The most important part of buying a car is determining your budget. How much can you afford? Will you be able to pay in cash? Can you put a down payment? Do you have a stable stream of income to continue paying off what you owe in financing throughout the life of the loan?
Determining how much your car payment should be is a main concern that warrants serious thought. So how do you determine your car payment? Ask yourself these important questions:
Is it commensurate with my current financing setup?
Balancing your debts with your income is vital in determining how much you should allocate for car payment. Don’t get a car that is worth more than you can afford. Consider the upfront fees and the cost of maintenance in addition to the payments you have to dole out every month.
Make a strategic plan of how you divide your income into your needs and your debts. Financial experts say you should at least cap a 50 percent allocation for your basic needs which include housing, food, and transportation. Wants can take 30 percent of your income share, while savings should have at least a 20 percent part.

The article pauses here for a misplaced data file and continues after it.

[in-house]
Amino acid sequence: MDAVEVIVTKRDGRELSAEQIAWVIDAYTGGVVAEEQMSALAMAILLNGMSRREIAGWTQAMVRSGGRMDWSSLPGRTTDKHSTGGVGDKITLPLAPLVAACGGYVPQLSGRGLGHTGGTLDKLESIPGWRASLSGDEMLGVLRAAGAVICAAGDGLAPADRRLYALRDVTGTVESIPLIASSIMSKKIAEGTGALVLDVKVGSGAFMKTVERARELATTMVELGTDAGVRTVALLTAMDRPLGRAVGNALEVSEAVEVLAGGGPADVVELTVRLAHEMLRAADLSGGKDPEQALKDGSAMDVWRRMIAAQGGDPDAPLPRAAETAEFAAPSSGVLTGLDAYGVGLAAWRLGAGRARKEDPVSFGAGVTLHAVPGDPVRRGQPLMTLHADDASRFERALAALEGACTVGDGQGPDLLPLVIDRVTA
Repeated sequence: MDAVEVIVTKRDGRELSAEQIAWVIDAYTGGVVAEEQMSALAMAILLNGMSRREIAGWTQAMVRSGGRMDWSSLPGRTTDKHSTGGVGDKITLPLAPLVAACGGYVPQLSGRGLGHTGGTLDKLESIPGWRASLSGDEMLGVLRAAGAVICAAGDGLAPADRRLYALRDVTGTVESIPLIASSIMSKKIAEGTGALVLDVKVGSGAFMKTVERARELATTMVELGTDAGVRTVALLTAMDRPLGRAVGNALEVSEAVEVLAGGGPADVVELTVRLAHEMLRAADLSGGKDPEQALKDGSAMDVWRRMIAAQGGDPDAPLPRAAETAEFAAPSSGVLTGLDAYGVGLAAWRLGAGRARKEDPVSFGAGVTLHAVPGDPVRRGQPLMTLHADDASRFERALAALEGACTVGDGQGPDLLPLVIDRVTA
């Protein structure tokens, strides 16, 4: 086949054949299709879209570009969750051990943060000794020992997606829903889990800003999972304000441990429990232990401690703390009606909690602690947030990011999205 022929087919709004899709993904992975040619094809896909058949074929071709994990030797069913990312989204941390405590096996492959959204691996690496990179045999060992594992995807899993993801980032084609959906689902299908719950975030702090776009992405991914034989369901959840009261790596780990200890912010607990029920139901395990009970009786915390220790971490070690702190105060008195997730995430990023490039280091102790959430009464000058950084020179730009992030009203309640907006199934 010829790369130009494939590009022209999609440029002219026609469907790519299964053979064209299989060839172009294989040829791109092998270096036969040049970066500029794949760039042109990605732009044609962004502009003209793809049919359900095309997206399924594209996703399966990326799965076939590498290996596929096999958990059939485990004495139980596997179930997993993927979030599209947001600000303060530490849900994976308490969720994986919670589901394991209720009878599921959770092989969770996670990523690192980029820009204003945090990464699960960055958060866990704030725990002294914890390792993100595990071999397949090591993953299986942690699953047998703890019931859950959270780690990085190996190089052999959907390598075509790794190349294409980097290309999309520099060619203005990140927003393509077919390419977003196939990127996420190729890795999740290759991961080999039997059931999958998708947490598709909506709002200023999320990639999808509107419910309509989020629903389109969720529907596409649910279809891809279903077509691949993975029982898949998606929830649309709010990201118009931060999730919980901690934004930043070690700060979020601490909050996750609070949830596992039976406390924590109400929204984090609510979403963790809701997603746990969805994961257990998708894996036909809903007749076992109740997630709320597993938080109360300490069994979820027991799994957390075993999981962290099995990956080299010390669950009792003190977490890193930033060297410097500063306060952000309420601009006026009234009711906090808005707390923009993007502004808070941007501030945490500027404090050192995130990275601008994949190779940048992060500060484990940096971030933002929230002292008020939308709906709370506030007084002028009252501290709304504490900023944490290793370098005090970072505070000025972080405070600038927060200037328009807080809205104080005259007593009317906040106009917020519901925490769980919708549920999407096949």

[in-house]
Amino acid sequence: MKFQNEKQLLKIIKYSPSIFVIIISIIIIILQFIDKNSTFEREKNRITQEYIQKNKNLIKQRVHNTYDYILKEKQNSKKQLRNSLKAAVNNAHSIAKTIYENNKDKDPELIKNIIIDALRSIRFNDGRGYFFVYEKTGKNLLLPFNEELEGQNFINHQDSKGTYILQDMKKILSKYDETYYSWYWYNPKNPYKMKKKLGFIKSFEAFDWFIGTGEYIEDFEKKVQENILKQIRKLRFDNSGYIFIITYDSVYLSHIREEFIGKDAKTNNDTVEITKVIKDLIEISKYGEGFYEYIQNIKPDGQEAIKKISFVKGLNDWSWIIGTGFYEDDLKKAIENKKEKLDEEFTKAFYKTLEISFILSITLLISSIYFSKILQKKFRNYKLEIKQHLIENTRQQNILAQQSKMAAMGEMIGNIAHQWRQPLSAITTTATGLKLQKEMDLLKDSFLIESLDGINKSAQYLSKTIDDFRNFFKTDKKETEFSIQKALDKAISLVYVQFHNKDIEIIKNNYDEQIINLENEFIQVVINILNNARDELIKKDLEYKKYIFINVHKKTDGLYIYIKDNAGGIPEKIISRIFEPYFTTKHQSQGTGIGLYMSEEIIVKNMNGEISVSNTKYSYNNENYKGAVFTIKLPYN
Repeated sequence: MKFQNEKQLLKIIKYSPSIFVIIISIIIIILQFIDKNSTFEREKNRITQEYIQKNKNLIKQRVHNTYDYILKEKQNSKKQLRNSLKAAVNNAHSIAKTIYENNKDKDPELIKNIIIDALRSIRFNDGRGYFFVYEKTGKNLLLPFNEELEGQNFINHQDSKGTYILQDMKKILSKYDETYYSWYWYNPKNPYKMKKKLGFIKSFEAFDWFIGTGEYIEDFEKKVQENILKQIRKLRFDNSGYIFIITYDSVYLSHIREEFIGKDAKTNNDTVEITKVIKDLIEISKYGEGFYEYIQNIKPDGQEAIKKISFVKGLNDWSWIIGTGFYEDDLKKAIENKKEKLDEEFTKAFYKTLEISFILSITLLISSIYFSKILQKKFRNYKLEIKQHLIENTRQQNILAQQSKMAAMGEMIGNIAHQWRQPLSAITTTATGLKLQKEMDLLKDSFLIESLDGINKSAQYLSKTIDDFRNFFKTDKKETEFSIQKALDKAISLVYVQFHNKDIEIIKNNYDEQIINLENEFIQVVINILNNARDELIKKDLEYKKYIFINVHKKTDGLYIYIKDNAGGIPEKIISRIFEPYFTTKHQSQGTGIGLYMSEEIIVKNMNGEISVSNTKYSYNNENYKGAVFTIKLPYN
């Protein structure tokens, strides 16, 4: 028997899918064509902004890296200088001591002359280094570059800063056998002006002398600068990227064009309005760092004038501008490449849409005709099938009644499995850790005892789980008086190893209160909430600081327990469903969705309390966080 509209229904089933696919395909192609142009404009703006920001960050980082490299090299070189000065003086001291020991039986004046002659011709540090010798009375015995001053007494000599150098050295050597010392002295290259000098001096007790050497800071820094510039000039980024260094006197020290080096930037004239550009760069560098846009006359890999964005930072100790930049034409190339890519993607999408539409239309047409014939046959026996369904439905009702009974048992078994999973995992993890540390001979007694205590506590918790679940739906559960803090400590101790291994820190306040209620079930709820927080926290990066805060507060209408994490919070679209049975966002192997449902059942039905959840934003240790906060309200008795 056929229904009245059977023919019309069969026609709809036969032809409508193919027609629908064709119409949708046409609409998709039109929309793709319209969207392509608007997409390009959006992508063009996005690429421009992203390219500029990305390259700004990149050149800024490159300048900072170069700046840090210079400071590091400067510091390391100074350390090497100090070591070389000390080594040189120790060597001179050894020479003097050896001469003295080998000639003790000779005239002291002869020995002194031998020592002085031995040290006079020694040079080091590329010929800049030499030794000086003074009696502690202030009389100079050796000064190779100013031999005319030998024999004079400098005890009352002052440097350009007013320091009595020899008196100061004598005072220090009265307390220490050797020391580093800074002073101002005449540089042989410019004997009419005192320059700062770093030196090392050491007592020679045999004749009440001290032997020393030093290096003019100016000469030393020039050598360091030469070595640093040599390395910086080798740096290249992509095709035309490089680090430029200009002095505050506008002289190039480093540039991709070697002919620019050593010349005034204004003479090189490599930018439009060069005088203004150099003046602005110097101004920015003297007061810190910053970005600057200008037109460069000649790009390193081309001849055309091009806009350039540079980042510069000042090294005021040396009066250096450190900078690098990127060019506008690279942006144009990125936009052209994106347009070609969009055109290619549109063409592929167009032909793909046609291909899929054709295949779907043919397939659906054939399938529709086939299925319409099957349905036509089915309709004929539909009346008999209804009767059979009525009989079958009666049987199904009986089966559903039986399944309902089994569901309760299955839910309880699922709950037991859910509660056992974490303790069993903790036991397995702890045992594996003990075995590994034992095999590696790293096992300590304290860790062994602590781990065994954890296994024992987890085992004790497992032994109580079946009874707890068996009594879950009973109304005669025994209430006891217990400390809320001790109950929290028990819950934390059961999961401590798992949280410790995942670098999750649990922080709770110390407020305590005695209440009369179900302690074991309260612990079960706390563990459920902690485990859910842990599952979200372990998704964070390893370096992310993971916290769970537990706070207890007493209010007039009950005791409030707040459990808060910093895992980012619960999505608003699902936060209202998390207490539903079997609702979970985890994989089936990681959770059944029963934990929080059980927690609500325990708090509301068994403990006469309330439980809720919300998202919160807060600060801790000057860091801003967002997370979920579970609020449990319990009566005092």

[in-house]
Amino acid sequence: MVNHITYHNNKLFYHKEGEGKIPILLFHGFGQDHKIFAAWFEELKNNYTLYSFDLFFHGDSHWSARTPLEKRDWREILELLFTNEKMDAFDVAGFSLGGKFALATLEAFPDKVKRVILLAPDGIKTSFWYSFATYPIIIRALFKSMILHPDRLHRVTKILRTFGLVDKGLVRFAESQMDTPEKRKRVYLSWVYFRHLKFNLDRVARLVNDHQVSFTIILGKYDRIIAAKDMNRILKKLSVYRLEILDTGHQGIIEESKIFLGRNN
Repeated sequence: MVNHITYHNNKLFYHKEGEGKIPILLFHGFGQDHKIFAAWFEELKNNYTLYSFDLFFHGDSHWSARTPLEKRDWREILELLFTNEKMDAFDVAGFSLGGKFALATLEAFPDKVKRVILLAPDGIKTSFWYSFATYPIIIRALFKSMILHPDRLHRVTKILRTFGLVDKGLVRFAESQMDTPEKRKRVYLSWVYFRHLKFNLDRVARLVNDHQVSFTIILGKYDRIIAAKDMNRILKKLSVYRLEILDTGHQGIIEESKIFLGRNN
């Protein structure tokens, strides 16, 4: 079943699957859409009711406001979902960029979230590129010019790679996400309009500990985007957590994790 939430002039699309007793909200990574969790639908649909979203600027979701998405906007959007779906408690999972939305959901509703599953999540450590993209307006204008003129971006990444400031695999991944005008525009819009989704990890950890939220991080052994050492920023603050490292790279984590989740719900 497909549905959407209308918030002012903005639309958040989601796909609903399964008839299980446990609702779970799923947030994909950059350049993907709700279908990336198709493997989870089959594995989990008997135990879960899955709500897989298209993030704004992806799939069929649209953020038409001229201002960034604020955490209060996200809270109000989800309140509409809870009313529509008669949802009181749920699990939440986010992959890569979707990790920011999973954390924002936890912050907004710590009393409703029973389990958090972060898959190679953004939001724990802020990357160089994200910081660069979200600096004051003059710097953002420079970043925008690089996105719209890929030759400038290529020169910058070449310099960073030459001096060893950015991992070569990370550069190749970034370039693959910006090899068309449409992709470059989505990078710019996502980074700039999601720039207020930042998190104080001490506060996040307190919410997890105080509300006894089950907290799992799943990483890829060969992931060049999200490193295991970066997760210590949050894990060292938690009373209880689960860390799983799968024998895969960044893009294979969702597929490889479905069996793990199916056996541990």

Does it override my needs?
As has been categorized, your car payment falls into the transportation category under the basic needs umbrella. Owning a car is more than just paying a monthly amount; it means paying for fuel or towing when it breaks down in the middle of nowhere. Consider the total cost of car ownership and factor it in when you do your calculation.
Does it violate the 20 percent rule?
Experts say you should not spend more than 20 percent of your monthly income on car-related expenses. This includes insurance, maintenance, gas, and repairs, among others. Twenty percent is already sufficient to realistically cover the costs of monthly car expenses on average. In fact, you may still have some left in this budget. You can use this remainder as a contingency for future vehicular expenses such as towing or new accessories or part replacements.
Does it cost me too much sacrifice?
Don’t let your debts steal your life. You don’t have to give up your wants for a vehicle, though it never hurts to cut down some costs on entertainment or other expensive hobbies. If you’re used to having fancy dinners twice a week, you can make that twice a month. You can tweak your budget and there are indeed strategic ways to do that. Just remember to keep within your means.
To determine your most viable budget, you must determine:
a) your gross monthly income
b) its 20 percent share
c) your car ownership cost
Do the math and count in the necessary adjustments, then you should be able to arrive at a number that is a feasible representative of a sane and practical car budget.